RUMFORD — Hunters, bird watchers and naturalists are encouraged to enter their woodcock activity reports this fall and winter into a national mapping system.
As the birds return north, bird dog trainers and bird watchers again will be able to enter reports until April 30, Ron Burkert, society webmaster, said in a Tuesday news report.
According to the Maine Chapter of the Ruffed Grouse Society website, a woodcock is 10 to 12 inches long (a little longer than a bobwhite quail), has a standing height of about 5 inches and a wingspan of up to 20 inches.
Its body is described as chunky — as in short and heavy — with a short, thick neck and a large head and long, narrow beak. Woodcock dine mainly on earthworms, but also eat insects.
Maine's woodcock hunting season is from Oct. 1 through Nov. 14.
The society started providing real-time tracking of the annual American woodcock migrations in 2006, partnering with Waterfowler.com, the online authority in waterfowl migration tracking.
The advanced Geographic Information System mapping system relies on daily migration data provided by hunters and bird watchers, Burkert said.
Users simply enter the zipcode for the area they're reporting on, select if the woodcock activity in that area is light, medium, heavy or at its peak, and submit.
A link is provided to access the U.S. Postal Service zip code directory based on the nearest town name to the activity.
“This mapping is provided as part of a mapping tool for various waterfowl groups, doves and American woodcock," Burkert said.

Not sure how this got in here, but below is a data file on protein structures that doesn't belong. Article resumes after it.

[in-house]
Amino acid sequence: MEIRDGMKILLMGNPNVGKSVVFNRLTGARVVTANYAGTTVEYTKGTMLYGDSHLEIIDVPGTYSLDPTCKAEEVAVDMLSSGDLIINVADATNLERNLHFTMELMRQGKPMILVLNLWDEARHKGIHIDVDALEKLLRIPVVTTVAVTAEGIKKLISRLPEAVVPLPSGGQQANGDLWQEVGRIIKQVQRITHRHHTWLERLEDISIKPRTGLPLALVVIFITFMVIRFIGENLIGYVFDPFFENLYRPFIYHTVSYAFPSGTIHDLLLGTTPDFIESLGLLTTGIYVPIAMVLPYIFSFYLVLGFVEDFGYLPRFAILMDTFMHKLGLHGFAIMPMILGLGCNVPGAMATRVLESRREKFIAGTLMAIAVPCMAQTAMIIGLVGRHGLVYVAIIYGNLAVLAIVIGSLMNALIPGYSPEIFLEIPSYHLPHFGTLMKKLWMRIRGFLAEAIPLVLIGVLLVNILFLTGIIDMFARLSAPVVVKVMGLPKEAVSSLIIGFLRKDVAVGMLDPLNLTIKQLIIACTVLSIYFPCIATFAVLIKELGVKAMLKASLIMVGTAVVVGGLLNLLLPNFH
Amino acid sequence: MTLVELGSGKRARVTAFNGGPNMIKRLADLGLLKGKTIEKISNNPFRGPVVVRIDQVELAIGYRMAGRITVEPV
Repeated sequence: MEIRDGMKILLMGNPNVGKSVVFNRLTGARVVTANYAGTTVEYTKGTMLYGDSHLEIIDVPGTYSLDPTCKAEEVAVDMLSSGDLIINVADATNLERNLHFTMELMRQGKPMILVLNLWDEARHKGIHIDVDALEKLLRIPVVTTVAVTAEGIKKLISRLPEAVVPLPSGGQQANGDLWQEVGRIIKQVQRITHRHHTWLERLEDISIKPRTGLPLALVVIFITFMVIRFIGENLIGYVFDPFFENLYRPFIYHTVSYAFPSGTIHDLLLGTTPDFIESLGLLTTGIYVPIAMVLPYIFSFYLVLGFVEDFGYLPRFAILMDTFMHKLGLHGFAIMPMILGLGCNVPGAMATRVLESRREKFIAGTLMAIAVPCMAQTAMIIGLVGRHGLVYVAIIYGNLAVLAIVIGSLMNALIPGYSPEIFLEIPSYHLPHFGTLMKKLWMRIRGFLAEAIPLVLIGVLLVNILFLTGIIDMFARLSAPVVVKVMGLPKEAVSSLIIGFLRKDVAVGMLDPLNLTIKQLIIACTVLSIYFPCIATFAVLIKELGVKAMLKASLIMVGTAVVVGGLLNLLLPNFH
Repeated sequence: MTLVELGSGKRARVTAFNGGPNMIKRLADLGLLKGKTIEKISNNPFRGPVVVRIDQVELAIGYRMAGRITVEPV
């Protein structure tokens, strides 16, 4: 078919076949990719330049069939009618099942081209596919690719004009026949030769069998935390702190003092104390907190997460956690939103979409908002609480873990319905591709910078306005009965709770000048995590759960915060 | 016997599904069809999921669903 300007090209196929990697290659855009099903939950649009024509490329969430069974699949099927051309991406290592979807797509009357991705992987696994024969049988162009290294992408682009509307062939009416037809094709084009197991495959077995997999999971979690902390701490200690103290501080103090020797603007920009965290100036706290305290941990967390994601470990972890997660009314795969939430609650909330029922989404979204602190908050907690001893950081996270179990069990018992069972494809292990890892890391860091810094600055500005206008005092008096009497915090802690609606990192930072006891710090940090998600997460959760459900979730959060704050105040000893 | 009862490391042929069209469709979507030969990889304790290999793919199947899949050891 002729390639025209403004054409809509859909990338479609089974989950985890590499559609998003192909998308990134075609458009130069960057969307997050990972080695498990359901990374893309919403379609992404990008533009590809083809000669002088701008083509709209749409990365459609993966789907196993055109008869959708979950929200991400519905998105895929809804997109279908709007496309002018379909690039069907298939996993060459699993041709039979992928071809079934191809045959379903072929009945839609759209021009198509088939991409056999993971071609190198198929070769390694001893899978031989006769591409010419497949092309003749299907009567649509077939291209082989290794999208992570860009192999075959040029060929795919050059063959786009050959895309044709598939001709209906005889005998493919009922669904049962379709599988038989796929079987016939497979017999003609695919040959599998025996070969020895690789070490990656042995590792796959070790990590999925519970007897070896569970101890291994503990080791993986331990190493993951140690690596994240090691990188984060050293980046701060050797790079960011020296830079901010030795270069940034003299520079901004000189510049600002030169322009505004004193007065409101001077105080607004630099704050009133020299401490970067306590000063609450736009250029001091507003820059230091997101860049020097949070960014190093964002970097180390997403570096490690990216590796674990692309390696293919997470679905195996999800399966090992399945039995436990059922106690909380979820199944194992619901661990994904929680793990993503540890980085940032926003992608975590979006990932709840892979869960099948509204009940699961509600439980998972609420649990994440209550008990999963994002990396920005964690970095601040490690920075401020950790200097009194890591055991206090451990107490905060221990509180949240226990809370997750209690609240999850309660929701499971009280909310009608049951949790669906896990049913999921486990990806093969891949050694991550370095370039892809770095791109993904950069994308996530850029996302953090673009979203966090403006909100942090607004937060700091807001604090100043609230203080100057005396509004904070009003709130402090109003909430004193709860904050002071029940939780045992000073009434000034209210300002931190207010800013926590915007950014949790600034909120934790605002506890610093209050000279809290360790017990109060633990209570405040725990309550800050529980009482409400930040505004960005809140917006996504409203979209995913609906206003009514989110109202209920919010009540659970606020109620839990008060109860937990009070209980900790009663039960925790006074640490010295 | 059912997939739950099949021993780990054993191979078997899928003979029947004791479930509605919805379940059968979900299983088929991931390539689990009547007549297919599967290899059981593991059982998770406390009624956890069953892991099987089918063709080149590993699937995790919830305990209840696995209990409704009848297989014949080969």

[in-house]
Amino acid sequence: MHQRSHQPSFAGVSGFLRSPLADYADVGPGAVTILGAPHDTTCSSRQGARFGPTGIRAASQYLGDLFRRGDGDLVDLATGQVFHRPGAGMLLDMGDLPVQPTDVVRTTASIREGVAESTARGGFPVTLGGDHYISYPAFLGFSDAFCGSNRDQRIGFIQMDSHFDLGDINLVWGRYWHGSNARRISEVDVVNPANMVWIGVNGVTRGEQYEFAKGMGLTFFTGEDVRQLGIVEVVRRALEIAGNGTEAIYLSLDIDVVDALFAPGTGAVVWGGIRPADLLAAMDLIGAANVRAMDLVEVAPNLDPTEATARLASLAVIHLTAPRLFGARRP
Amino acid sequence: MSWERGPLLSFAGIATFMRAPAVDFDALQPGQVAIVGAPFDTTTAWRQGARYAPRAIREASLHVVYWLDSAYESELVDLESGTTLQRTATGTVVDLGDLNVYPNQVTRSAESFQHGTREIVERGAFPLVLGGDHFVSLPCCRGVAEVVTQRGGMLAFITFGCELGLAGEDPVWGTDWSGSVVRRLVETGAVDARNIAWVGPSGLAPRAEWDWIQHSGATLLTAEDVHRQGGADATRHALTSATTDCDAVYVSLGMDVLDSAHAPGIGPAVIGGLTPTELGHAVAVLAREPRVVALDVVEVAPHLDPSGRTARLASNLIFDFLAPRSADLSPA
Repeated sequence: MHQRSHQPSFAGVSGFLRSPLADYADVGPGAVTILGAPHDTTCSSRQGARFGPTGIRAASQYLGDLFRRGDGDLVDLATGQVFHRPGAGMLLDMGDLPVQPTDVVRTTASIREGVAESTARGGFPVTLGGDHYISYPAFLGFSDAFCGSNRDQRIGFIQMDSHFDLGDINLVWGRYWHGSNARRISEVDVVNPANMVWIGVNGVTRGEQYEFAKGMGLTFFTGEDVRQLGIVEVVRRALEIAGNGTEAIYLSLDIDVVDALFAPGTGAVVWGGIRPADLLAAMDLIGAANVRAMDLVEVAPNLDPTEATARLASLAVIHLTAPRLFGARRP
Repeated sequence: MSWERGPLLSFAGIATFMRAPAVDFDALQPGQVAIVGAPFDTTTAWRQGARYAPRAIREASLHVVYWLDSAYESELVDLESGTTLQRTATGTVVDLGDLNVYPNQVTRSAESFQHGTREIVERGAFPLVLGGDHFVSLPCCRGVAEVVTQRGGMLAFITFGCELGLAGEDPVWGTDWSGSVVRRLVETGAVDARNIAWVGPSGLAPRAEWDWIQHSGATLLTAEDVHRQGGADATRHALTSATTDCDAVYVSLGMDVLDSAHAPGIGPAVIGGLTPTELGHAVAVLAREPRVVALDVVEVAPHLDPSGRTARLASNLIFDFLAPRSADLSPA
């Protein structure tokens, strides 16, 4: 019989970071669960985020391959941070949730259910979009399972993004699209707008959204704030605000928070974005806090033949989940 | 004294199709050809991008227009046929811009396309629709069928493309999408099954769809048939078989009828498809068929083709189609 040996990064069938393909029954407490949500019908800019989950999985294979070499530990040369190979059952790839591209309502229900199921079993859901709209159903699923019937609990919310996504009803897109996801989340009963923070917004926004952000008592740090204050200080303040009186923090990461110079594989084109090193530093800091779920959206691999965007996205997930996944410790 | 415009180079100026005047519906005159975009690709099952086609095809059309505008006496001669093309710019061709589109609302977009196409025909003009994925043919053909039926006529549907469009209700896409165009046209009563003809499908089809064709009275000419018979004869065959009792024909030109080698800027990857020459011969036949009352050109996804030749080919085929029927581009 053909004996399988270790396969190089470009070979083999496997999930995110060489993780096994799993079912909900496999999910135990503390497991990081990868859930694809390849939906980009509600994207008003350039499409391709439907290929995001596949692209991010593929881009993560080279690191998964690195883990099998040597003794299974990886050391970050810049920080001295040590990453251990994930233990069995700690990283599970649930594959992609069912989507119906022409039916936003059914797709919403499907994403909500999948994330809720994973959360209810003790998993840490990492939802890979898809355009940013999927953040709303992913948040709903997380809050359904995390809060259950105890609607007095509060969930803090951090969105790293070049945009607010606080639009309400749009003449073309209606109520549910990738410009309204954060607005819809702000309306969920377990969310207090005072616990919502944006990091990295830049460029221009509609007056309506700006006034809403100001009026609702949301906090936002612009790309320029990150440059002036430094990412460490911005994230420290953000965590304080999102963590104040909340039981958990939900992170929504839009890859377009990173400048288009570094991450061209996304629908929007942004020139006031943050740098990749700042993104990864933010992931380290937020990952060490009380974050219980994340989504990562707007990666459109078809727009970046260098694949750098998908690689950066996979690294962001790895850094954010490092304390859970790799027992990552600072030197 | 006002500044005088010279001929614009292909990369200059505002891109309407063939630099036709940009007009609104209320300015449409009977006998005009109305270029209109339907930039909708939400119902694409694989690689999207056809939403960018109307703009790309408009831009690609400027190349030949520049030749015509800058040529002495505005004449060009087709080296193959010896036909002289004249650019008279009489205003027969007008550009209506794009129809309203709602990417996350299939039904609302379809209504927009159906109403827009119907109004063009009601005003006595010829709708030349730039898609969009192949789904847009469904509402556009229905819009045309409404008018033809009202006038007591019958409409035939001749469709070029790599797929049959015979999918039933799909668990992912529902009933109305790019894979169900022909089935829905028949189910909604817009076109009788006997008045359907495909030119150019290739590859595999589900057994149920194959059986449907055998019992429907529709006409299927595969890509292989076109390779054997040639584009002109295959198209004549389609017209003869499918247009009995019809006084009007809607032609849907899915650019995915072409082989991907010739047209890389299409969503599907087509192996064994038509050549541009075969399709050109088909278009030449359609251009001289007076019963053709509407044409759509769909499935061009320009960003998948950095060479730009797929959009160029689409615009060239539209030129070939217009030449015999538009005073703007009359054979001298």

Data is collected and displayed for 24-hour periods. Historical maps of the prior day, week, month and season are also provided. Links to the feature are available from the society’s home page www.ruffedgrousesociety.org or directly at www.ruffedgrousesociety.org/migration-map.
Burkert said that a new twist developed, tested and improved in 2011-12, will make reporting more convenient via Android phones.
Waterfowler.com produced a Migration Map app that is available free for the Android platform, he said.
"This mobile app will keep you in constant touch with the daily Migration Map and also allow you to input your woodcock, and waterfowl, activity reports from the field at any time," Burkert said.
To download the app, click the Migration/waterfowler.com button on the RGS mapping page or visit: play.google.com/store/apps/details?id=eyephonegroup.waterfowler. An iPhone app is in the works, he said.
Established in 1961, the Ruffed Grouse Society is the one international wildlife conservation organization dedicated to promoting conditions suitable for ruffed grouse, American woodcock and related wildlife to sustain the sport hunting tradition and outdoor heritage.